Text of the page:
One reason that federal leaders believe they don't have to clearly explain or show what they're doing is the sure knowledge that even well-educated Americans are too befuddled by economic issues to penetrate the fog of spin. To help remedy that, I've put together some of the best explanatory journalism and resources on the current meltdown here, from This American Life's "The Giant Pool of Money" to the New York Times' series on "The Reckoning." I've also provided links to various charts, articles, bloggers such as economist Brad DeLong, and broadcast pieces. Just as valuable is this smart new article from The Atlantic bby disgraced Wall Street trader, Henry Blodgett, now a journalist, on why Wall Street doesn't learn from its mistakes. (Brad DeLong gave a clear explanation of our current economic crisis and the political fall-out as a guest on the radio show I co-host, "The D'Antoni and Levine Show," here.)

You'll also find at this resource site, for instance, 60 Minutes' "The Bet That Blew Up Wall Street" and Nobel Prize Winner Paul Krugman's explanation in a recent New York Review of Books of "What to Do."

Some excerpts from Krugman's essential points:

What the world needs right now is a rescue operation. The global credit system is in a state of paralysis, and a global slump is building momentum as I write this. Reform of the weaknesses that made this crisis possible is essential, but it can wait a little while. First, we need to deal with the clear and present danger. To do this, policymakers around the world need to do two things: get credit flowing again and prop up spending...But for now the important thing is to loosen up credit by any means at hand, without getting tied up in ideological knots. Nothing could be worse than failing to do what's necessary out of fear that acting to save the financial system is somehow "socialist."

The same goes for another line of approach to resolving the credit crunch: getting the Federal Reserve, temporarily, into the business of lending directly to the nonfinancial sector. The Federal Reserve's willingness to buy commercial paper is a major step in this direction, but more will probably be necessary.

All these actions should be coordinated with other advanced countries. The reason is the globalization of finance...

The next plan should [also ] focus on sustaining and expanding government spending - sustaining it by providing aid to state and local governments, expanding it with spending on roads, bridges, and other forms of infrastructure.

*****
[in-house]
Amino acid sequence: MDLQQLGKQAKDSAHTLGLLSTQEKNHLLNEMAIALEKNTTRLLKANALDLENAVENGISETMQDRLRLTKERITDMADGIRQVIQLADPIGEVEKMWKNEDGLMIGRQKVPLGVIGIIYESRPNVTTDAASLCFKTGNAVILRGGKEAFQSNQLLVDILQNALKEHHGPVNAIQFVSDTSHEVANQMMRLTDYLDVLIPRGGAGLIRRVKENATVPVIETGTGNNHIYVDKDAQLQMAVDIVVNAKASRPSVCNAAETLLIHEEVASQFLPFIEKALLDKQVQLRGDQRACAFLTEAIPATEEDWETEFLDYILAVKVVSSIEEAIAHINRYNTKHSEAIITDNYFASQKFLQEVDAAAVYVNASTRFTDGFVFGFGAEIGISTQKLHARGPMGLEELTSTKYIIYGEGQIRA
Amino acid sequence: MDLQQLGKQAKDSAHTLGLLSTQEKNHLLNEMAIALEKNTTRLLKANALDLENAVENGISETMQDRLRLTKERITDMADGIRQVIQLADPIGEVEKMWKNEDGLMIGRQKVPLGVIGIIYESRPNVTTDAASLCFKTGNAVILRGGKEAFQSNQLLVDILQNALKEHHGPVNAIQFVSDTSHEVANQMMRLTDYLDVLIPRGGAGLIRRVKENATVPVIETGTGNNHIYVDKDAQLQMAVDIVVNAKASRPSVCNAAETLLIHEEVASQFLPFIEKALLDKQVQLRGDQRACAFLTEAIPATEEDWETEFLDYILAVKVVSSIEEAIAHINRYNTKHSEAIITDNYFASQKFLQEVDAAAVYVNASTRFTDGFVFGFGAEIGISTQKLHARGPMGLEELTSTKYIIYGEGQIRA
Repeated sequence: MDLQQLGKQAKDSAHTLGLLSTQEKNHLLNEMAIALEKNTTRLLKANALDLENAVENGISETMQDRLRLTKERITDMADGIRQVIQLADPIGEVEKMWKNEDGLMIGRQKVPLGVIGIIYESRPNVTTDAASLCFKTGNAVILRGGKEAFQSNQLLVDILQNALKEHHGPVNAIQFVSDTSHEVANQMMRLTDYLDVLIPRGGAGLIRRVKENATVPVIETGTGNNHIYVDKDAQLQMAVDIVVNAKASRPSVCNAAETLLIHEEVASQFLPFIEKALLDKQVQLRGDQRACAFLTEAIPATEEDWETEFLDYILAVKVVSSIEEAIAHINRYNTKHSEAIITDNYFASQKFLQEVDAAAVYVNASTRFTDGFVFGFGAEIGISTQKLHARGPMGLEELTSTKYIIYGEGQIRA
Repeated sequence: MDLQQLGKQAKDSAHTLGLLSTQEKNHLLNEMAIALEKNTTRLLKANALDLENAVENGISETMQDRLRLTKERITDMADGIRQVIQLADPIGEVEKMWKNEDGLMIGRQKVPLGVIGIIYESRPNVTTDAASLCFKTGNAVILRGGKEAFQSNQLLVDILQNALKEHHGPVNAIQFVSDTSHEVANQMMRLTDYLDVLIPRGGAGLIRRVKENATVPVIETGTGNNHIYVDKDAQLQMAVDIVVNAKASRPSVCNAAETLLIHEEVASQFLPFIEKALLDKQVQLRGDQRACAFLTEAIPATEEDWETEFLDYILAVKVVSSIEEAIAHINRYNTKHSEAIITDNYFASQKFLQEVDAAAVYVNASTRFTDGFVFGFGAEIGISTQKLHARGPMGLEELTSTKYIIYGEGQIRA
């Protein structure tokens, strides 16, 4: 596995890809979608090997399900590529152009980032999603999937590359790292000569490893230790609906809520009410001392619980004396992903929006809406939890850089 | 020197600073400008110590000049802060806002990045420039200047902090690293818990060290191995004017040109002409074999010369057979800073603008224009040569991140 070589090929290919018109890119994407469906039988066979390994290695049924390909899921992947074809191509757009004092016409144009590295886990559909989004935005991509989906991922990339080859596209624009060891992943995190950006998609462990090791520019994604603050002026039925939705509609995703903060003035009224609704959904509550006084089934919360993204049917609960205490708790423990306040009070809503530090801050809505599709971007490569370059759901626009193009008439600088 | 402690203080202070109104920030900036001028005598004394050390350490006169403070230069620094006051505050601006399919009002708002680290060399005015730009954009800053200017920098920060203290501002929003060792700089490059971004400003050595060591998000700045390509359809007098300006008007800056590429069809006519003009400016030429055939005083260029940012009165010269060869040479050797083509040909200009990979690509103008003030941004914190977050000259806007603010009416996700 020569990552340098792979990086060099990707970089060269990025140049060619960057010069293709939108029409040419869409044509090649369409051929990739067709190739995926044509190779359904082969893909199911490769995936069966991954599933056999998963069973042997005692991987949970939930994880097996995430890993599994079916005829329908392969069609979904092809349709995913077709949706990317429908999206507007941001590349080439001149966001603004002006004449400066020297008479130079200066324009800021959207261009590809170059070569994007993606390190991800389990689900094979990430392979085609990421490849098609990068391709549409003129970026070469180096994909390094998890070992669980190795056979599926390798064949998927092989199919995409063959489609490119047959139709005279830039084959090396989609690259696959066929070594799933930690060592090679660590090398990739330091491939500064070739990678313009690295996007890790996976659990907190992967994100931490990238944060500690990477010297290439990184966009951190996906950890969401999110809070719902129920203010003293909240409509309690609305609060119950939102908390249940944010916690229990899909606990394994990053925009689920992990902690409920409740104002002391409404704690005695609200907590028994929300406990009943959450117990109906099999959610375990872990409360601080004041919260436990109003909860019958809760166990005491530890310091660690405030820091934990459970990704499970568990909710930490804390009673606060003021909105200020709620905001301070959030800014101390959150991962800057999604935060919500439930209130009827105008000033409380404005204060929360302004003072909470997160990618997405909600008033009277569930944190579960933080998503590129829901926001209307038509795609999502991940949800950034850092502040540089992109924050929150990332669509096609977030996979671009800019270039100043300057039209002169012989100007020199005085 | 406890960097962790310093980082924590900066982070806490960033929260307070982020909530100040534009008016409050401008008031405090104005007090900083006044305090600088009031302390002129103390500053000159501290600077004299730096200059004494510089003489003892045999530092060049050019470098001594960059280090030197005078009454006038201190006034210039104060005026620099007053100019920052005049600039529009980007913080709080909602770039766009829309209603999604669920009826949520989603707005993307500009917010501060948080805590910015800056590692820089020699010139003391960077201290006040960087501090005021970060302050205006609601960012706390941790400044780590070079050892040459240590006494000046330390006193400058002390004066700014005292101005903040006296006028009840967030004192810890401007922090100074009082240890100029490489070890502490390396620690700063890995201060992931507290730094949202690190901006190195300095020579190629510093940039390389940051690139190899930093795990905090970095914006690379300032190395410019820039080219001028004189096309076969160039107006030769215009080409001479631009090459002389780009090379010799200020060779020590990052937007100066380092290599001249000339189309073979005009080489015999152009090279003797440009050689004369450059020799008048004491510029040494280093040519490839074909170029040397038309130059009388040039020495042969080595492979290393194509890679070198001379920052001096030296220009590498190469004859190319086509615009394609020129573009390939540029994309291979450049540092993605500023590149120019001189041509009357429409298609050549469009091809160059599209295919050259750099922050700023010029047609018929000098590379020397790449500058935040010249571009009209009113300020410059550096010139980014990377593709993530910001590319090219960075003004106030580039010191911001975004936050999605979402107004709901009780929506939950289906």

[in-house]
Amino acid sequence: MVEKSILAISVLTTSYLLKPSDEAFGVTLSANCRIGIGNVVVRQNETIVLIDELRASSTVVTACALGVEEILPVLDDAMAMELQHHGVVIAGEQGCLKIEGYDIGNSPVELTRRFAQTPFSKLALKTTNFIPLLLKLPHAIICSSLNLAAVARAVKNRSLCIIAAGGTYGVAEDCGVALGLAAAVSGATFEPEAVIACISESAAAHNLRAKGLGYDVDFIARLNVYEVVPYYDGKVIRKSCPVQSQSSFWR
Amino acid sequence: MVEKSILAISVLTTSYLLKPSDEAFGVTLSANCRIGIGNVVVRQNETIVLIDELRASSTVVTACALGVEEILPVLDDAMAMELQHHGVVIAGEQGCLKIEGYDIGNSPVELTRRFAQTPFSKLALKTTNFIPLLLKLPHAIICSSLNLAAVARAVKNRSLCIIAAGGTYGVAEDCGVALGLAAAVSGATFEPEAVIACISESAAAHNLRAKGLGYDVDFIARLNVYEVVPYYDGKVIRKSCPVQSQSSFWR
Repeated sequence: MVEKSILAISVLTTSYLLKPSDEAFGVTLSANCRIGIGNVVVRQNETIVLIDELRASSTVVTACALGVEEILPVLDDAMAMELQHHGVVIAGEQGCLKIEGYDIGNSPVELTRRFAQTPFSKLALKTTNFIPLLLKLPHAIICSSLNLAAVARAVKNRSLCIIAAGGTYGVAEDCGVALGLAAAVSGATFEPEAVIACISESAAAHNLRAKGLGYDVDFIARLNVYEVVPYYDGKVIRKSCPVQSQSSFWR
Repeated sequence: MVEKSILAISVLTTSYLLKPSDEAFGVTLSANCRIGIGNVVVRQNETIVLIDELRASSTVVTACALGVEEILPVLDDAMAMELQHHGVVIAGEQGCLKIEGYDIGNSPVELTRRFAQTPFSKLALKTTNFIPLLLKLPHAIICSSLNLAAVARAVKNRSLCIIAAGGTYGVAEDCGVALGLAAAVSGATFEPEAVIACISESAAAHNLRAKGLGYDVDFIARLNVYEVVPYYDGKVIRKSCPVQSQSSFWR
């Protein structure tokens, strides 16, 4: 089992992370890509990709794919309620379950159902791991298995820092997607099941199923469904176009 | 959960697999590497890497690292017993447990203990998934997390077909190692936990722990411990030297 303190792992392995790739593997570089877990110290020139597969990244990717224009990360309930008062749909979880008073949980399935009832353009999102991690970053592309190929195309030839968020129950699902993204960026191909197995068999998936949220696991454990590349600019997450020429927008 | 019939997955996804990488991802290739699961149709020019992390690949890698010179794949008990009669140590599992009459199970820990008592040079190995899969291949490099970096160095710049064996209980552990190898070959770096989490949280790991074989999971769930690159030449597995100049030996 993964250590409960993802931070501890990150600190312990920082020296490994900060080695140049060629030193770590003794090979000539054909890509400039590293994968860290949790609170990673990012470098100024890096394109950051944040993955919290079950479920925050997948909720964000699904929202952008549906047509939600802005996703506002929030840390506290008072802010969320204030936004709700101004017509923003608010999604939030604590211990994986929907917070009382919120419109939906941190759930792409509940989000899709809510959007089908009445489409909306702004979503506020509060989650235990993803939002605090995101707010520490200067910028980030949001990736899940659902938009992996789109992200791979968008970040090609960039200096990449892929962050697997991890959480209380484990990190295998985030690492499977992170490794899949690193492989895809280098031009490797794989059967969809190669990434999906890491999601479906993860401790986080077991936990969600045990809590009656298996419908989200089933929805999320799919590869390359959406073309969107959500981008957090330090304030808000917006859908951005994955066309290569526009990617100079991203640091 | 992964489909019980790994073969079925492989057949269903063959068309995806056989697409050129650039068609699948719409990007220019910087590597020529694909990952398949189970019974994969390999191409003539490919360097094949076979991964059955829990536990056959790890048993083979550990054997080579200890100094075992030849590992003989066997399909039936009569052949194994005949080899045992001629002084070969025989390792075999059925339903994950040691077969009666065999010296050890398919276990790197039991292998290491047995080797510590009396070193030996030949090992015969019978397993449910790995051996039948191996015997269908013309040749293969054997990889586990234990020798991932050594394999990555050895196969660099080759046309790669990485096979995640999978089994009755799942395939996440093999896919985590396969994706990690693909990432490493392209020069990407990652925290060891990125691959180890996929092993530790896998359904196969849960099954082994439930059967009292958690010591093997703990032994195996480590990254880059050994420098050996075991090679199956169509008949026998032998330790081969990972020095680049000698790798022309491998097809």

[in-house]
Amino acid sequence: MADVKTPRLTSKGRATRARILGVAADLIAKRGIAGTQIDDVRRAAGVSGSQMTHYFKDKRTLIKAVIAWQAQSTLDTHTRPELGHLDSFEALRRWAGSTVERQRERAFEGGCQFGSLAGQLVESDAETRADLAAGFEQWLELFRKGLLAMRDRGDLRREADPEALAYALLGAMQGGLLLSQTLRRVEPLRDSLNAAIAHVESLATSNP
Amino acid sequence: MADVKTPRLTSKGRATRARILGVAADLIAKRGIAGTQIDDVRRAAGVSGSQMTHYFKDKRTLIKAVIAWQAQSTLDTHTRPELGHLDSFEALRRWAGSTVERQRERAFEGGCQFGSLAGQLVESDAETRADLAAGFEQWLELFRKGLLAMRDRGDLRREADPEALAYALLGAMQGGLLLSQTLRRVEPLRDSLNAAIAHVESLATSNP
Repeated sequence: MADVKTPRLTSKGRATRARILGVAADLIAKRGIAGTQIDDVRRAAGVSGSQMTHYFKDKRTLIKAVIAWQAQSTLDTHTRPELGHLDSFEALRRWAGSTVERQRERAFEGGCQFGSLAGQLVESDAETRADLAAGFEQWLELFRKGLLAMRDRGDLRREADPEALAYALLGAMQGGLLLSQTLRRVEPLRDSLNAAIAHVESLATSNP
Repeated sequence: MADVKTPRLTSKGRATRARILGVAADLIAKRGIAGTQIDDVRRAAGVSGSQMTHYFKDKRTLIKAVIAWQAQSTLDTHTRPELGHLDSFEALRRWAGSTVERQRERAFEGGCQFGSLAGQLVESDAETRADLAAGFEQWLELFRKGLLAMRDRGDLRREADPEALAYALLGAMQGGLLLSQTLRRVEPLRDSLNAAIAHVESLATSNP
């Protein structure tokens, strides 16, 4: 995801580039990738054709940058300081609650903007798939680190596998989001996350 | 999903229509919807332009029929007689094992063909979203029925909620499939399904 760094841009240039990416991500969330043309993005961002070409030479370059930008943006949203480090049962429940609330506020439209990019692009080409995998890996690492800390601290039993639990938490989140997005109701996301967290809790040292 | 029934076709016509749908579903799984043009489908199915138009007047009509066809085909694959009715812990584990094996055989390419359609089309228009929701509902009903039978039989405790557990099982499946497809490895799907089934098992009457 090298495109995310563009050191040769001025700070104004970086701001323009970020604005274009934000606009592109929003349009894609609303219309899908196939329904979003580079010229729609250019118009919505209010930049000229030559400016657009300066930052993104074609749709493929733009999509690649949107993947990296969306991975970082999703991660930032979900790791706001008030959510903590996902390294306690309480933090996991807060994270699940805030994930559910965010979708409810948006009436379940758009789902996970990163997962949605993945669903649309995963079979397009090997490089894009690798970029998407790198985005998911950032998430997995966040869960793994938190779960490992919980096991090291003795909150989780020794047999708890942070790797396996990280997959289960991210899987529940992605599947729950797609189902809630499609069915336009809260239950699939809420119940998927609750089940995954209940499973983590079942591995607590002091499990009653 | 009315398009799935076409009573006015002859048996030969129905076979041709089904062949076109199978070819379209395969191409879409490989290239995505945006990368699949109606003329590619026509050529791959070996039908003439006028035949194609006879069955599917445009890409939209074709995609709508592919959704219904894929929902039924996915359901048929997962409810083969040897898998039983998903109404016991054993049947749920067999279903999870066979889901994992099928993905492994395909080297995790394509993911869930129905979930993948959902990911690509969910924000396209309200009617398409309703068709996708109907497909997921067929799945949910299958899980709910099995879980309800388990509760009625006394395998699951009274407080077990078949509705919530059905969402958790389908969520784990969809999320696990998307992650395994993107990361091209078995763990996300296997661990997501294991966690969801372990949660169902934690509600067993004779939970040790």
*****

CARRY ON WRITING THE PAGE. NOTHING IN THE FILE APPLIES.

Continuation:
[On regulation:] What we're going to have to do, clearly, is relearn the lessons our grandfathers were taught by the Great Depression. I won't try to lay out the details of a new regulatory regime, but the basic principle should be clear: anything that has to be rescued during a financial crisis, because it plays an essential role in the financial mechanism, should be regulated when there isn't a crisis so that it doesn't take excessive risks...Now that we've seen a wide range of non-bank institutions create what amounts to a banking crisis, comparable regulation has to be extended to a much larger part of the system.

An unprecedent crisis requires fresh thinking and a willingness to do whatever's necessary responsibly to save the economy. Krugman concludes, "We will not achieve the understanding we need, however, unless we are willing to think clearly about our problems and to follow those thoughts wherever they lead. Some people say that our economic problems are structural, with no quick cure available; but I believe that the only important structural obstacles to world prosperity are the obsolete doctrines that clutter the minds of men. "

(Among those obsolete doctrines, many progressives say, are the anti-union myths and ideology being spread by opponents of both a bailout of the auto industry and of organizing rights for workers.)

All of of us need to understand, as we follow Obama's economic team and the ongoing bailouts, just what's being done with our taxpayers' dollars -- and the failed oversight that got us here in the first place.

UPDATE: David Sirota argues recently that the financial sector's $700 billion bailout was not only heedlessly out-of-control and unmonitored but based on wildly exaggerated claims about the severity of the credit crisis. That latter claim is open to debate, but it's worth reading his case against the financial bailout: "We Were Punked."